The Indian higher education system, which witnessed a significant growth over the last decade with private educational institutions playing a catalytic role in that direction, lends its infrastructure to students sponsored by foreign universities. This will not only help Indian institutions to place their credibility on the world map of higher education but also earn foreign exchange for the country.
The process in this direction started a couple of years ago under which some of the reputed private universities and colleges equipped with state-of-the-art facilities and quality faculty conducted curricular programmes in professional courses for students sponsored by foreign universities. The centre of ‘Universiti Sains Malaysia (USM)-KLE International Medical School / Programme' in Belgaum city is an example worth emulating by other government and private centres of higher education across the country.
Considering the fact that the Indian higher education system was one of the largest in the world with more than 500 universities in the country (including central, state, private and deemed universities), it can tap the potential available in the global ‘market' of higher education. Many small countries fall short of required infrastructure, faculty and expertise in various subjects and they require huge funds for their creation, even as their students look forward to learning opportunities in higher education and professional courses such as engineering and medicine. This gap can well be filled by Indian institutions, as being done by the KLE University.
Malaysia is presently experiencing a shortage of doctors and medical professionals in its health sector and the universities there are ambitiously looking forward to strengthen the doctor-patient ratio. The demand for doctors is very high in Malaysia. The USM, a government-funded university which offers courses in medicine in its home country for about 170 students in a year, was keenly exploring tapping the existing facilities available to train its students in centres of higher learning across the world, including India.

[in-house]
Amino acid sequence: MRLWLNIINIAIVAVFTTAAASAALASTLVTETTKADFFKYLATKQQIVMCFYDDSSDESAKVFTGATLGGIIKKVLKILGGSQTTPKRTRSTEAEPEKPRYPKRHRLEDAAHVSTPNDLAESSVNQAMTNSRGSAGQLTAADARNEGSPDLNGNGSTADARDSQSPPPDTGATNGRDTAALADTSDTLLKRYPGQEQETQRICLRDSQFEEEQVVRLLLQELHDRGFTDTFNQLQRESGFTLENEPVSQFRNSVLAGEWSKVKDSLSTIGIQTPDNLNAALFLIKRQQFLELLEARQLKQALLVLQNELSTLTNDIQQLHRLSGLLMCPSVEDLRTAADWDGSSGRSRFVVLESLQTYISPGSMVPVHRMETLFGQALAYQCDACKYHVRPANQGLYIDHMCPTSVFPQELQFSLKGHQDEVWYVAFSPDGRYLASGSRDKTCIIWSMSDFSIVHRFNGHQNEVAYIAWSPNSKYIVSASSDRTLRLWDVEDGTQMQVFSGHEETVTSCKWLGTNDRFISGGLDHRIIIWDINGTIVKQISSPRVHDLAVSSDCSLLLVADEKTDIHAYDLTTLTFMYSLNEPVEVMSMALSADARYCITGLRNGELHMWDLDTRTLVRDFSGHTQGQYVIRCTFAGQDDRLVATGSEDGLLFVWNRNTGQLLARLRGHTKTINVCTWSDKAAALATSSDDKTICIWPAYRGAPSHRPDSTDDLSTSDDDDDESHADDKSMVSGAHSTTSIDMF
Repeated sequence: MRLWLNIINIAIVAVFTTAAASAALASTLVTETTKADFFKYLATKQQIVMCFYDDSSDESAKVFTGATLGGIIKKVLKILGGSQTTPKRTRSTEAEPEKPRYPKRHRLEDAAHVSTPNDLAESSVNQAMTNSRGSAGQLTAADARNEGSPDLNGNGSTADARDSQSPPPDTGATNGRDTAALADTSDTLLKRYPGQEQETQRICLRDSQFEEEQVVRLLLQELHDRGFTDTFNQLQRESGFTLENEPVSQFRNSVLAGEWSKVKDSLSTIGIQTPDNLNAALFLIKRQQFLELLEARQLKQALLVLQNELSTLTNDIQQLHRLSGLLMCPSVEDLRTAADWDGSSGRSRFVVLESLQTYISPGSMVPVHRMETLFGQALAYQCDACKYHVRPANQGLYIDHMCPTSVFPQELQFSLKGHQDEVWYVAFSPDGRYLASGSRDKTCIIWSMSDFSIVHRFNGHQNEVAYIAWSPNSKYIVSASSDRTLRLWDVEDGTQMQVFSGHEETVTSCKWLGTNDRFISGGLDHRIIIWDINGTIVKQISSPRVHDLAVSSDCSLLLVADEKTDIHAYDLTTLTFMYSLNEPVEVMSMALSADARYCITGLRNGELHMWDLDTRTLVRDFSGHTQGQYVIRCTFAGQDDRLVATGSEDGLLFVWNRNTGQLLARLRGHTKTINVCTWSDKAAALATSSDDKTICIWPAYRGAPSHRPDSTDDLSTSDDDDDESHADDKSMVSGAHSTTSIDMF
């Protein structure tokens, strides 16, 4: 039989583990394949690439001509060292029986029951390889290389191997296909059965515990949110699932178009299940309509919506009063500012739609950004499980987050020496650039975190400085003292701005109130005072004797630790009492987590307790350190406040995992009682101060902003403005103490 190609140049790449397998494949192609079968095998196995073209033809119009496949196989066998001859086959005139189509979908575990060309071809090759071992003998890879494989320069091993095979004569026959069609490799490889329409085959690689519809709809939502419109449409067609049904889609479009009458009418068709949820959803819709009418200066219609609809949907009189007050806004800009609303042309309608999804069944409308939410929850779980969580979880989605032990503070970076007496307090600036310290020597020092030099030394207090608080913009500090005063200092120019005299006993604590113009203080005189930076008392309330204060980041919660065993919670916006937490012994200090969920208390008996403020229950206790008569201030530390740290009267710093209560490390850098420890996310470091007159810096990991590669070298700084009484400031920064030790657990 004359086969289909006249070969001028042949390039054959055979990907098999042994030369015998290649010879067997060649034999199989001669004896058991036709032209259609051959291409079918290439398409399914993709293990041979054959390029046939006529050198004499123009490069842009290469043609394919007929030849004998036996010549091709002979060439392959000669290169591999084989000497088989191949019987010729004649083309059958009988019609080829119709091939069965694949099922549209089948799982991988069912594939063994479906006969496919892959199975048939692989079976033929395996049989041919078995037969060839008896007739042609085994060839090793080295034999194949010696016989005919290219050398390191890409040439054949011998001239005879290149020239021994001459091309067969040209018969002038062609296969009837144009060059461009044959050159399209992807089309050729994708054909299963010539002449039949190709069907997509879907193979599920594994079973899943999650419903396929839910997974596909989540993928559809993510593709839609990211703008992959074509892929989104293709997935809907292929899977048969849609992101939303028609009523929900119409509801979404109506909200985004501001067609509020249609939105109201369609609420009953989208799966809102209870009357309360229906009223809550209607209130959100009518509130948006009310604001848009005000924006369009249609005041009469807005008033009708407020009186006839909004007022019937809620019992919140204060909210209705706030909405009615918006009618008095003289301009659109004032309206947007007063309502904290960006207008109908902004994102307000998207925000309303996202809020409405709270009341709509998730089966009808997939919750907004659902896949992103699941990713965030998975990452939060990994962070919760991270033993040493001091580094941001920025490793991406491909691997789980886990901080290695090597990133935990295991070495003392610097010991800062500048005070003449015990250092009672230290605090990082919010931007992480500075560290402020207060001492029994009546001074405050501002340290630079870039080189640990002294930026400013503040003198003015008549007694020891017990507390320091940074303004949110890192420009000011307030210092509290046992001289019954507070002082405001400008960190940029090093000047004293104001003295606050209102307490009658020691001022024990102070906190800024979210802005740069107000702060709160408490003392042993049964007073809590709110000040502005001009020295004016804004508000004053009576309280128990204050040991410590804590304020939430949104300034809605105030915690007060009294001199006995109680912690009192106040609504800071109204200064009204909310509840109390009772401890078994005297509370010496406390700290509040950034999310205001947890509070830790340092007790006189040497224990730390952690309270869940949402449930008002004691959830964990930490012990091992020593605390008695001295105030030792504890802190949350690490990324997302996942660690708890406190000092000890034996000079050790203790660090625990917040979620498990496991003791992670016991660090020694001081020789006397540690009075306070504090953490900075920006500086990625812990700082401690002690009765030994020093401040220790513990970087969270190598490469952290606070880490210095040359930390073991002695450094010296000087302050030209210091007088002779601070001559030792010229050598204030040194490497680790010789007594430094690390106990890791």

During its search, it came across the KLEU and being convinced about the good facilities, quality of teaching and standards, the USM signed a Memorandum of Understanding with KLE Society in November 2009, to start an International Medical School at Belgaum. This resulted in the establishment of the first medical school of the Malaysian Government in a private university in India. Incidentally, the KLEU is credited with being the first private university to adopt the programme for a university funded by the Government of Malaysia.
The first batch started functioning in September 2010 when 44 of the total 100 seats sanctioned were filled. The strength went up with 83 students taking admission for the second batch in September 2011.
With the growing demand from Malaysian students, the third batch commencing in September this year will be hopefully full to the capacity.
HOW IT WORKS
The students are selected by USM strictly on merit and admitted to the medical programme following which the students undergo training as per USM time-table and curriculum. The USM provides academic inputs and the KLEU facilitates with logistic and administrative support. The USM also evaluates student performance and offers degrees after successful completion of the programme.
The college has got state-of-the art infrastructure including dissection hall, anatomy museum/clinical skill lab, multi-disciplinary lab, digital library, separate examination hall and programme-based learning facilities. Construction of a new hospital complex is under progress.
The entire five years of the M.D. (as called in Malaysia and equivalent to MBBS in India) programme will be conducted at Belgaum under the expert tutelage of KLE lecturers and governance by the USM faculty members. After the completion of five years of training and evaluation exercises, successful candidates will be awarded the M.D. (Doctor of Medicine) degree by USM, recognised by the Malaysian Medical Council, and they can practice in Malaysia.
The development marks not only the establishment of a dynamic liaison between two educational centres of excellence but also serves mutual requirements as well. However, it is a challenging task.
Source: The Hindu